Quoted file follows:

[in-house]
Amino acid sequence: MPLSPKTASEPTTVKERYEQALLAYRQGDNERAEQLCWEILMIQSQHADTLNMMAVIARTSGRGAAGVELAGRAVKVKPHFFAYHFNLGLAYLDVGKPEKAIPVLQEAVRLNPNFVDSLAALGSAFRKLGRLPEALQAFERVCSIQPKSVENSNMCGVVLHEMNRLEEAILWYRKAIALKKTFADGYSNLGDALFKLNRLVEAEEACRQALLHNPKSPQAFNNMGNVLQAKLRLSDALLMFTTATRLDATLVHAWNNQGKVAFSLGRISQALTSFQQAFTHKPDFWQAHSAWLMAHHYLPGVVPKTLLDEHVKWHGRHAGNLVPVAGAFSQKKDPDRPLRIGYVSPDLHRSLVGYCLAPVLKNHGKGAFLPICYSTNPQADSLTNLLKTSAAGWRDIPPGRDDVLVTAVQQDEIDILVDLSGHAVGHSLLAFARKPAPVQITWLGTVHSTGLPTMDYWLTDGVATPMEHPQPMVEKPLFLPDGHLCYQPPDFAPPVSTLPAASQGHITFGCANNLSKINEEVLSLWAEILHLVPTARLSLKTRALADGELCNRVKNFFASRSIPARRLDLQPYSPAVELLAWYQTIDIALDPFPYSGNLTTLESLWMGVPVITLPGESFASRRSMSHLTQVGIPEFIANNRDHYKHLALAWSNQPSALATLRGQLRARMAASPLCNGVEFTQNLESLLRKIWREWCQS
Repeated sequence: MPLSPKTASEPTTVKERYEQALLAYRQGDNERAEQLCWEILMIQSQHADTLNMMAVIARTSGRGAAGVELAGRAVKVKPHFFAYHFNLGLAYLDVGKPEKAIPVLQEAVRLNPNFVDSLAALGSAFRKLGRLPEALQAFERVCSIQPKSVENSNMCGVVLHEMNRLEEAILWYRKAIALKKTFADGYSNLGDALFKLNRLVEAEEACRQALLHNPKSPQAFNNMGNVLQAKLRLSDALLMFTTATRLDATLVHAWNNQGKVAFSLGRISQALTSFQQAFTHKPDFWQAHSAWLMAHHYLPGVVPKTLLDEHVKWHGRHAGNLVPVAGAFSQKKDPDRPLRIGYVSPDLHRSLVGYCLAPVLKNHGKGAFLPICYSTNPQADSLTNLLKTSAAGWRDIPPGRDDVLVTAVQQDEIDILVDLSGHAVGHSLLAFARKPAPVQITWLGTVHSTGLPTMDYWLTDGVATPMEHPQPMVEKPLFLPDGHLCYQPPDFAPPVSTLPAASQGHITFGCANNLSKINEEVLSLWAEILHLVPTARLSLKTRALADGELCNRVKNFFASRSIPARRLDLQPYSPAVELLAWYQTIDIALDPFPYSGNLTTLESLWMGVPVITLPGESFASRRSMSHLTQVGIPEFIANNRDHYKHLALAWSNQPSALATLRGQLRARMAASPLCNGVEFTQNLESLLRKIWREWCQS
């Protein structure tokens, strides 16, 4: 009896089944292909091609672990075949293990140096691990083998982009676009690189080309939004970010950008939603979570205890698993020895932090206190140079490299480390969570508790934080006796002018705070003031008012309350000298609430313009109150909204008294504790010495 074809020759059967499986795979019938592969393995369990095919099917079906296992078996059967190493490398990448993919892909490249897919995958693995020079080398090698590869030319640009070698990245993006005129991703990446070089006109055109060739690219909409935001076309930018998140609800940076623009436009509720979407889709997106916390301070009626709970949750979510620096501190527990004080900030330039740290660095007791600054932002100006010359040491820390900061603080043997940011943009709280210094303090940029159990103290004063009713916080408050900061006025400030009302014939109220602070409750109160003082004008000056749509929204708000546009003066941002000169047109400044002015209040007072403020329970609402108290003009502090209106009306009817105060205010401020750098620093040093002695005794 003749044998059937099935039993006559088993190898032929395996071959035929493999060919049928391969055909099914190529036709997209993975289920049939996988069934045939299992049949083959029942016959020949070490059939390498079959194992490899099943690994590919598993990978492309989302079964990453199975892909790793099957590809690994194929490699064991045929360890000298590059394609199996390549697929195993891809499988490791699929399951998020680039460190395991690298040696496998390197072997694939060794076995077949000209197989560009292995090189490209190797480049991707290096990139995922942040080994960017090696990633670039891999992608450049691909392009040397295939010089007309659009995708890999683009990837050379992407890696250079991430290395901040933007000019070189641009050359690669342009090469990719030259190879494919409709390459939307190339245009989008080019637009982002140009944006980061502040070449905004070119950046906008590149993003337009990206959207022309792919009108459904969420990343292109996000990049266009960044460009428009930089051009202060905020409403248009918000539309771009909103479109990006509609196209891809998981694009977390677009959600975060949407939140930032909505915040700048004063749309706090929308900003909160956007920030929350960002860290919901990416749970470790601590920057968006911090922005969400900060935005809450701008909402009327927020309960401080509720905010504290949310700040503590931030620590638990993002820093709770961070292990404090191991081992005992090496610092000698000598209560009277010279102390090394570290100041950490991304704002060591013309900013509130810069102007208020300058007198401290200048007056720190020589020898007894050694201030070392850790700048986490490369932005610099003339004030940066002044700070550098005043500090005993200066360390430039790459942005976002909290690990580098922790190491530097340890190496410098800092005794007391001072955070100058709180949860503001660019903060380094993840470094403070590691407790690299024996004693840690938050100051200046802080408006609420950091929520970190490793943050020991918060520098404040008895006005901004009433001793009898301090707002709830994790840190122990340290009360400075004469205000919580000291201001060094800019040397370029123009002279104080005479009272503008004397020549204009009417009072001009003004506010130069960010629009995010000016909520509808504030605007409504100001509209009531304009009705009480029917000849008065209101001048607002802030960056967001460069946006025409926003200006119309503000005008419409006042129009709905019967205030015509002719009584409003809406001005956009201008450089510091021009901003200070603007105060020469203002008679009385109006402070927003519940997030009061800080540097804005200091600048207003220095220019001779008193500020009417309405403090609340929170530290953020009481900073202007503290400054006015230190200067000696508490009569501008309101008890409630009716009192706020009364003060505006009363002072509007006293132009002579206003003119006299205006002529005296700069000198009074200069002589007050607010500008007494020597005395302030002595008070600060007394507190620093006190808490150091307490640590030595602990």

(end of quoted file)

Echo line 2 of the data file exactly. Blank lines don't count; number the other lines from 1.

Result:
Amino acid sequence: MPLSPKTASEPTTVKERYEQALLAYRQGDNERAEQLCWEILMIQSQHADTLNMMAVIARTSGRGAAGVELAGRAVKVKPHFFAYHFNLGLAYLDVGKPEKAIPVLQEAVRLNPNFVDSLAALGSAFRKLGRLPEALQAFERVCSIQPKSVENSNMCGVVLHEMNRLEEAILWYRKAIALKKTFADGYSNLGDALFKLNRLVEAEEACRQALLHNPKSPQAFNNMGNVLQAKLRLSDALLMFTTATRLDATLVHAWNNQGKVAFSLGRISQALTSFQQAFTHKPDFWQAHSAWLMAHHYLPGVVPKTLLDEHVKWHGRHAGNLVPVAGAFSQKKDPDRPLRIGYVSPDLHRSLVGYCLAPVLKNHGKGAFLPICYSTNPQADSLTNLLKTSAAGWRDIPPGRDDVLVTAVQQDEIDILVDLSGHAVGHSLLAFARKPAPVQITWLGTVHSTGLPTMDYWLTDGVATPMEHPQPMVEKPLFLPDGHLCYQPPDFAPPVSTLPAASQGHITFGCANNLSKINEEVLSLWAEILHLVPTARLSLKTRALADGELCNRVKNFFASRSIPARRLDLQPYSPAVELLAWYQTIDIALDPFPYSGNLTTLESLWMGVPVITLPGESFASRRSMSHLTQVGIPEFIANNRDHYKHLALAWSNQPSALATLRGQLRARMAASPLCNGVEFTQNLESLLRKIWREWCQS